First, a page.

When Greg Morton goes trout fishing, the main purpose is to catch fish. To achieve this, he needs hook-ups that stick; the phrase, “well hooked” sums up the goal.
Losing fish sometimes is to be expected. But if it happens repeatedly it gets frustrating and becomes an issue that needs to be remedied. Most trout that I land are released but still, it is nice to get a good look at the fish before it is let go. Losing fish repeatedly feels like a tough day at the office.
My worst hook-up day was when my spinner was whacked hard by seven good rainbow trout over a few hours and I landed none of them. As soon as each hooked fish took to the air my spinner parted company and the trout escaped. The insect spinner that I was using – one that I fish regularly – was enticing the trout to bite but was struggling to hold onto them. The ‘hooked but lost’ statistics were really bad that day.
I snipped off the treble hook and replaced it with a split ring and single hook, and made sure the hook was super sharp, but the problem of lost fish persisted. In the end, I surmised that trout were hitting it primarily from the side rather than the back, making a solid hook-up difficult. Most jumping fish spat it out. I no longer use this brand.
You are always going to lose some trout when spin fishing because they are striking at a moving object with their mouth. No easy feat. To minimise loss, you need to find spinners you trust; ones where the ‘hooked and landed’ statistics are good. I personally use only Panther Martin and Mepps spinners for this reason, but there are many other proven brands out there.
When spinning you want trout to be fully committed to the bite when they strike. You want an aggressive attack from the back. To focus trout on the rear of my spinners I use dressed hooks, and that has resulted in a high landing rate, probably about 70% of fish hooked. Some strikes have been so savage that the spinner has been entirely engulfed.
A well-hooked trout on the Panther Martin.
Lately, I have been using soft-baits and the word ‘deadly’ accurately describes the hooking success they have on trout. The rate of landed to lost fish is amazing. Over the last couple of cold winter months I have hooked thirteen prime trout, and of that number I landed twelve. That is a 92% success rate.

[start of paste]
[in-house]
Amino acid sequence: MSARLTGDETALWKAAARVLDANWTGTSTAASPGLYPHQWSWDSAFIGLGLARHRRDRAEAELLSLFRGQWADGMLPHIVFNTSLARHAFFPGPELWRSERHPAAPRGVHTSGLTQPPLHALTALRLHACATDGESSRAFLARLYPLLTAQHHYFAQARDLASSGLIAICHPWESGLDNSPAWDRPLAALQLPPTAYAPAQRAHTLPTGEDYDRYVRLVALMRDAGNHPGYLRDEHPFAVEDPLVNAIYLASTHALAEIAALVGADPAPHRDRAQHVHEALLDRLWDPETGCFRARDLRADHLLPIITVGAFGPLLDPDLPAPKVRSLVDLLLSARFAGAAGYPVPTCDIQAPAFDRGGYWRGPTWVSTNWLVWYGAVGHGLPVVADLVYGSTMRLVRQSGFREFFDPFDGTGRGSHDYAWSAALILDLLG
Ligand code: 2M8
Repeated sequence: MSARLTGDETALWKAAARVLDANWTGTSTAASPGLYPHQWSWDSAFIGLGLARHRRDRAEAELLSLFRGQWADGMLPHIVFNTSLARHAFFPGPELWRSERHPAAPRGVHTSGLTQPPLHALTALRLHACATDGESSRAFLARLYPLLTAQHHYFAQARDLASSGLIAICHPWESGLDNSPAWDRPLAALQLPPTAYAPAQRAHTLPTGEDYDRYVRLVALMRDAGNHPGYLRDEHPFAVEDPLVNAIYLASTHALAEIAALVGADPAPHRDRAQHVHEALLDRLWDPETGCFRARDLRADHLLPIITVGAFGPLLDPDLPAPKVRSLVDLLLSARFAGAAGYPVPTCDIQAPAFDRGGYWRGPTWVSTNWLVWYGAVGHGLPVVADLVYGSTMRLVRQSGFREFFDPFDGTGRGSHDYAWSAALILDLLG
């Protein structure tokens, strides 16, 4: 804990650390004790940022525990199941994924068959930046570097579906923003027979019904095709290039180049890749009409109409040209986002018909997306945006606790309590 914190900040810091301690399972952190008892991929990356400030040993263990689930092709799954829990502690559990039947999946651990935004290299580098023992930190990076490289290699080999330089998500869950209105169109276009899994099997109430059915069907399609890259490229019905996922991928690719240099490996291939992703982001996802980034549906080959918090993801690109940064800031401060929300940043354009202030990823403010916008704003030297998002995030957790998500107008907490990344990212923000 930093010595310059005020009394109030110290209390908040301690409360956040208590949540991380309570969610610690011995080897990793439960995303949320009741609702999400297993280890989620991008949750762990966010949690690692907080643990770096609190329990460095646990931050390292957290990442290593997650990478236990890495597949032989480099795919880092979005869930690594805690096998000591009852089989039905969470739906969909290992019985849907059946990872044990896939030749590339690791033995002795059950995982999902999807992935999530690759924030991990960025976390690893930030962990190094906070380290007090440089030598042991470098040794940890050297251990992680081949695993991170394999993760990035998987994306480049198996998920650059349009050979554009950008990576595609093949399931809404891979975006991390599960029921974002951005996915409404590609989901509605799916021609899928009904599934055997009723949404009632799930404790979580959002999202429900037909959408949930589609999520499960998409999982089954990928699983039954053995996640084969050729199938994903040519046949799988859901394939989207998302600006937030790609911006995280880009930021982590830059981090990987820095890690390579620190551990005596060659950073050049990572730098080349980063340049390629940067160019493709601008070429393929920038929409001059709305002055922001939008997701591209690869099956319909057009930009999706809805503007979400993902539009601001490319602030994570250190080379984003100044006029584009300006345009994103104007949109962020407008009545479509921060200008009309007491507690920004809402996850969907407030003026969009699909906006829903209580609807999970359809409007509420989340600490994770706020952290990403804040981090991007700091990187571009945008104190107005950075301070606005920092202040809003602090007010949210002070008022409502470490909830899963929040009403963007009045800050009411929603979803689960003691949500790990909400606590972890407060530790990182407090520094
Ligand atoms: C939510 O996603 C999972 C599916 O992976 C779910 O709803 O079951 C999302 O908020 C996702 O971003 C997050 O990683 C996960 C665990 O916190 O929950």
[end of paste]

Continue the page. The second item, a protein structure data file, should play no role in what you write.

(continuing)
Ten of the landed fish were rainbows that went ballistic in their efforts to escape. Surging runs, aerial contortions, shaking heads and crocodile rolls – all were fruitless in securing their freedom. This mode of fishing is different to conventional spin fishing because the finesse required, and the size/type of baits used, which cater to all manner of forage foods that trout feed on, including the small items.
Years ago when I lived in Canterbury I targeted sea-run trout that lived in Lake Ellesmere. After dark, I would fish a live bully in tributary streams, such as the L2 and Selwyn, to huge fish chasing smelt. It was very effective and the technique used then is very similar to how I fish soft baits today. The gear is better now.
The hook I used then was a small number #10 fly hook which was lip-hooked into the bully. A piece of split shot was squeezed on the line and that was it. It was cast out a short distance and then slowly retrieved back. When a sudden abrupt twitch or two occurred, it meant a trout had picked up the bully as it tried to get into the weeds. As the trout turned the bully around in its mouth for swallowing I struck hard, which drove the tiny hook into the jaw or roof of the fish’s mouth. Most were well hooked and, unless the line broke, were usually landed.
Today, the soft-bait replaces the bully and the jig head replaces the split shot, while longer rods and braid allow longer casts. Trout still feed the same way though, so the take is often very similar to those nights on the Selwyn River.
Down south on the Mararoa River (near Te Anau) I used to drift-fish milk worms to brown and rainbow trout; today on the Tekapo canals anglers drift eggs to large brown and rainbow trout. Both methods I used years ago always resulted in well-hooked fish, so I shouldn’t be surprised that soft-baits are the way to go if you want to land a high percentage of fish you hook.
There is a wide selection of ways you can rig your chosen soft-bait but I have been fishing in a conventional way with a light jig head in size #2. Trout landed recently fall into two categories: the ambushers and the whackers. The majority follow the sea-run trout ambush pattern I mentioned above. They intercept the retrieved soft-bait, mouth it with small bites, then swim off with it, only then do I tighten up. If they let go early I continue the retrieve and often they return and hook themselves. The second category of trout hook-ups are those that just whack the soft-bait on the drop or retrieve; then, on the next turn of the handle, I come up tight on a fish.
I like to fish with curly-tail grubs and that is mainly because in my fishing area there are a lot of irrigation dams that hold yabbies, dragonfly and damselfly nymphs, and small bullies. The waters of a lot of the dams in the region are very dark in colour, so it should be no surprise that a common colour I use is motor oil.
September 2022 - Greg Morton
New Zealand Fishing News Magazine.
Copyright: NZ Fishing Media Ltd.
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